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Super Stealth Ship ‘The Ghost’ Could Be The Future of Littoral Combat

Millennium Challenge Exercise in 2002 launched to assess the US Navy’s defense competences for the next 5 years exposed the breaches yet to be filled back then. Despite the wide range firepower or weaponry a ship might have, a fair chance of sizeable infiltration into those defenses was revealed in case of a large swarm boat attack.

According to the CEO of Juliet Marine Systems, Gregory Sancoff, “US has never found a way to stop these type of swarm attack against the US fleet, they are incredibly small targets.”

US military might not have perfected a solution but Sancoff believes that he has the key to resolve the issue at hand. Larger vessel ships like Littoral Combat Ships (LCS) aren’t favored for close shore encounters and are too vulnerable to operate in such circumstances. To mitigate such difficulties Juliet Marine Systems, a small startup from Portsmouth, N.H., has developed a small high-velocity watercraft to operate in close shore encounters. It is called the Ghost. It credits its name to ghost like stealth capabilities. It can be equipped with different types of weaponry and is favored to operate in hostile situations.

Sancoff already had many start-ups to his credit. Following the trait of most entrepreneurs he didn’t wait for a contract from the government as revelations from millennium challenge exercise were enough to stimulate him to manufacture something to solve the problem. It took 20 million dollars of his own and some other stakeholders to build The Ghost. After 4 years of work and research of engineers and naval experts, a full-scale prototype was manufactured in 2007 to test in the waters where it was built.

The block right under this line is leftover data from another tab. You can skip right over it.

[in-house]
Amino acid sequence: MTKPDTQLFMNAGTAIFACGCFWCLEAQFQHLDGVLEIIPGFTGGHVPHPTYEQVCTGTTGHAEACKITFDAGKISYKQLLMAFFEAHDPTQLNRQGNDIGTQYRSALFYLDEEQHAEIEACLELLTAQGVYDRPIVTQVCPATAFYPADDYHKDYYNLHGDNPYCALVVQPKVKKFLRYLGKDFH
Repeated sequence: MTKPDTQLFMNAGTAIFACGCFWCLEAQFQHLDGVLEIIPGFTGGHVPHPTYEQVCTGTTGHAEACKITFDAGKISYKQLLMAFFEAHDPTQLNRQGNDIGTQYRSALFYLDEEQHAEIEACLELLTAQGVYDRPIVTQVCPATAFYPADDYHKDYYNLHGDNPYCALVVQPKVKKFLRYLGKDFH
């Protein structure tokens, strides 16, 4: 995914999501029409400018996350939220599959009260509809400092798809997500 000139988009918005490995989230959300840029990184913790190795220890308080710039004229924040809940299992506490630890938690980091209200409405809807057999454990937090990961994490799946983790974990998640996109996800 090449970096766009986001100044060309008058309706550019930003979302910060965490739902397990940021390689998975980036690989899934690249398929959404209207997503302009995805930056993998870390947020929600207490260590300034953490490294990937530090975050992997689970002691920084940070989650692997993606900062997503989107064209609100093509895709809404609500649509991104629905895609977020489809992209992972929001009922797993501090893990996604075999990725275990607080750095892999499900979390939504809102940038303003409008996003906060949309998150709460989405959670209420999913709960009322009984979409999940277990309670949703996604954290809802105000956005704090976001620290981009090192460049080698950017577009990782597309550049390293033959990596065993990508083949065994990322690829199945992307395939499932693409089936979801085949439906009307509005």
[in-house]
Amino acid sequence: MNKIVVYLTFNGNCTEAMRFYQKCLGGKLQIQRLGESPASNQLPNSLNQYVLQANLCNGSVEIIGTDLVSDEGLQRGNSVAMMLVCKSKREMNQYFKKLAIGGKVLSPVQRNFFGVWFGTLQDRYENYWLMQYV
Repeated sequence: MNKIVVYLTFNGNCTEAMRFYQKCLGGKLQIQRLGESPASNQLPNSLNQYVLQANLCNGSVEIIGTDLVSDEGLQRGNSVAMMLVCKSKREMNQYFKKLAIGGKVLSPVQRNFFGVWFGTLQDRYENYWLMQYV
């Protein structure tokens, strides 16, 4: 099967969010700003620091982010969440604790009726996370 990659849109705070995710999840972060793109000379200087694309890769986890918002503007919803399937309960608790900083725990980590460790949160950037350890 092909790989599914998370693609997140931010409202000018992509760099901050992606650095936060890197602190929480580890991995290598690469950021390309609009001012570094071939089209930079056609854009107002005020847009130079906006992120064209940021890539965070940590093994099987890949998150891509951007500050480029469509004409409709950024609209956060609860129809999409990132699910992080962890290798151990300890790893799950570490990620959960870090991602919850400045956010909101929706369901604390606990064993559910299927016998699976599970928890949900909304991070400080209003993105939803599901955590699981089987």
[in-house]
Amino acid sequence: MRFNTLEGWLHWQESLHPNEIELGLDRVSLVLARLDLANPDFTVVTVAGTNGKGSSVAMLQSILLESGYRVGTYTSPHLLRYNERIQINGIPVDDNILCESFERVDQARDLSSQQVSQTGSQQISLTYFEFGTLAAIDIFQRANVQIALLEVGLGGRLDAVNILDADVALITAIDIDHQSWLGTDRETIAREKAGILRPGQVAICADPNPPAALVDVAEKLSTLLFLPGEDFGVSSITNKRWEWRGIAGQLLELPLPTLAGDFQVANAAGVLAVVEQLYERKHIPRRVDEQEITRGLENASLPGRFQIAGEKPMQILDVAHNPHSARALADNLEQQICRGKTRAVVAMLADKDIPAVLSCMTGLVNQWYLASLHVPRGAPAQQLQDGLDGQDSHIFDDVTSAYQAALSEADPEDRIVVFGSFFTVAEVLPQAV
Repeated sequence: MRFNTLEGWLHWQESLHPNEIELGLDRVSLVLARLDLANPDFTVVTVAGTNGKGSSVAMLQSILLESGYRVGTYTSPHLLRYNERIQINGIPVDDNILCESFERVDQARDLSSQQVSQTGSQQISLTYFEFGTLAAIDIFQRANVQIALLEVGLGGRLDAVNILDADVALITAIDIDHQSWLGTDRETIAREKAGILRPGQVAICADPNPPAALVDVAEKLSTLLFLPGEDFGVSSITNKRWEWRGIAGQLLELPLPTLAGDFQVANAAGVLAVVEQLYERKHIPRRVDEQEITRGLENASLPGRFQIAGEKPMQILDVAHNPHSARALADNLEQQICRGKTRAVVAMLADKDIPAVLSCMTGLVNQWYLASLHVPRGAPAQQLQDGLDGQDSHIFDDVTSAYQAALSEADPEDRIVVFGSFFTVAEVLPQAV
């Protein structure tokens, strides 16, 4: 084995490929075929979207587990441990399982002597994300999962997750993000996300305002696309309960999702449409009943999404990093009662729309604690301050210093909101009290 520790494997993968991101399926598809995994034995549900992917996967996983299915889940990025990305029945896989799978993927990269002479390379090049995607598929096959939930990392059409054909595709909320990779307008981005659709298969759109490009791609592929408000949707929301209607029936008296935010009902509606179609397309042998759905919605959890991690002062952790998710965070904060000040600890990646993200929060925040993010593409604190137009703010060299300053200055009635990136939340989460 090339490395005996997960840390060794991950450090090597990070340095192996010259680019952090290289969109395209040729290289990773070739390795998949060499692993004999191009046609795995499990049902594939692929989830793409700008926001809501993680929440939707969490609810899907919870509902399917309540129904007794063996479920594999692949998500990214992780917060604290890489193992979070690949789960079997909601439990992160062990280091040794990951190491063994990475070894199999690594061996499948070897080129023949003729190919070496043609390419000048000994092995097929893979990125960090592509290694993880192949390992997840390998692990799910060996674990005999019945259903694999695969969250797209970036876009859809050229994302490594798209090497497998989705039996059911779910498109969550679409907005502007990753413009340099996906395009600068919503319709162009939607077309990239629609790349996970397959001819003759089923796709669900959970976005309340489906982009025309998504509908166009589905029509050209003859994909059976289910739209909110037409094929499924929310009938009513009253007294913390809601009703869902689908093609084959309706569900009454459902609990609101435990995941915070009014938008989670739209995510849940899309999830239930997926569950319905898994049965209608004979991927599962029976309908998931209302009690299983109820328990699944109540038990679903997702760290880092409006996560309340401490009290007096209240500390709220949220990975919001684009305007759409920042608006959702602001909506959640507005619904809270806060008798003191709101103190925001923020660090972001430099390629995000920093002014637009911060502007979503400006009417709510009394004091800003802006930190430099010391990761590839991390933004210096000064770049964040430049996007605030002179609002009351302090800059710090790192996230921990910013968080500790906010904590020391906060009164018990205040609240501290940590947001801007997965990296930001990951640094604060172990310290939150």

Ghost’s design is so cleverly built that its appearance to radar is minimal making it difficult for most of the large-size ships to detect Ghost on their radars. The cockpit is situated far above the water surface so it is easy to cut through destabilizing water waves without perturbing the crew.

Image: Juliet Marine Systems

Image: Juliet Marine Systems

At speeds higher than eight knots, the watercraft’s body which is built of a main hull rises above the water surface. It has a unique propulsion systems based on supercavitation effect. The pods carrying the entire vessel has propellers situated at front whose counter rotation is powered by two T53-703 turbo shaft engines. The propellers form an air bubble through which the pods move with no trouble rendering 900 times less friction for hull movement as compared to the movement in denser water. With this effect, the vessel can cut through 10 feet waves at high speed pursuits.

Image: Juliet Marine Systems

Testing has achieved 30 knots but the target is to reach 50 knots matching the speed of smaller boats. Future plans include building a 46 meter ‘super ghost’ round about 6 times cheaper then LCS that could eventually support agile naval strikes.

H/T: Business Insider, Defense Update

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